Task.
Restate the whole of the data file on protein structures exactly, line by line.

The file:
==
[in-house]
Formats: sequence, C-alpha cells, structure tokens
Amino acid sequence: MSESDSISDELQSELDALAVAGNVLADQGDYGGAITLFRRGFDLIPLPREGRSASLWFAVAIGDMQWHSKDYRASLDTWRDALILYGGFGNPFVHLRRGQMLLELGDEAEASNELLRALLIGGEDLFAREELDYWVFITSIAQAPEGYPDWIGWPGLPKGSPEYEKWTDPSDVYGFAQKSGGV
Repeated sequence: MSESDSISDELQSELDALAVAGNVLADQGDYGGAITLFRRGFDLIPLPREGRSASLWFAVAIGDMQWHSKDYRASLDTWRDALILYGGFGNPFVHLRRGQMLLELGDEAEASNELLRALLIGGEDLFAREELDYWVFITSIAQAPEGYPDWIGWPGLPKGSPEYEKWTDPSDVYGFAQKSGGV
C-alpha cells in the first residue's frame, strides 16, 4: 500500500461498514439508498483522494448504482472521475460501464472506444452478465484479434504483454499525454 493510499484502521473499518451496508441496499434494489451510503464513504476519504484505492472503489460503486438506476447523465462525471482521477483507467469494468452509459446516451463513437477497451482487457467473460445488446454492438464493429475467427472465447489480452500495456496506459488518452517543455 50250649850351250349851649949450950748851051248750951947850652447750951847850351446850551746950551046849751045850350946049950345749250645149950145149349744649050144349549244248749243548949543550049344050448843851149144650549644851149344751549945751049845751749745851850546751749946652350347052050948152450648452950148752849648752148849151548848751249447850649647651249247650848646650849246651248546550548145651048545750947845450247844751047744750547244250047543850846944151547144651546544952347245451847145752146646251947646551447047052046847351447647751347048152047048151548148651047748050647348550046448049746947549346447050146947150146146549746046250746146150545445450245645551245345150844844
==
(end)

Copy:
[in-house]
Formats: sequence, C-alpha cells, structure tokens
Amino acid sequence: MSESDSISDELQSELDALAVAGNVLADQGDYGGAITLFRRGFDLIPLPREGRSASLWFAVAIGDMQWHSKDYRASLDTWRDALILYGGFGNPFVHLRRGQMLLELGDEAEASNELLRALLIGGEDLFAREELDYWVFITSIAQAPEGYPDWIGWPGLPKGSPEYEKWTDPSDVYGFAQKSGGV
Repeated sequence: MSESDSISDELQSELDALAVAGNVLADQGDYGGAITLFRRGFDLIPLPREGRSASLWFAVAIGDMQWHSKDYRASLDTWRDALILYGGFGNPFVHLRRGQMLLELGDEAEASNELLRALLIGGEDLFAREELDYWVFITSIAQAPEGYPDWIGWPGLPKGSPEYEKWTDPSDVYGFAQKSGGV
C-alpha cells in the first residue's frame, strides 16, 4: 500500500461498514439508498483522494448504482472521475460501464472506444452478465484479434504483454499525454 493510499484502521473499518451496508441496499434494489451510503464513504476519504484505492472503489460503486438506476447523465462525471482521477483507467469494468452509459446516451463513437477497451482487457467473460445488446454492438464493429475467427472465447489480452500495456496506459488518452517543455 50250649850351250349851649949450950748851051248750951947850652447750951847850351446850551746950551046849751045850350946049950345749250645149950145149349744649050144349549244248749243548949543550049344050448843851149144650549644851149344751549945751049845751749745851850546751749946652350347052050948152450648452950148752849648752148849151548848751249447850649647651249247650848646650849246651248546550548145651048545750947845450247844751047744750547244250047543850846944151547144651546544952347245451847145752146646251947646551447047052046847351447647751347048152047048151548148651047748050647348550046448049746947549346447050146947150146146549746046250746146150545445450245645551245345150844844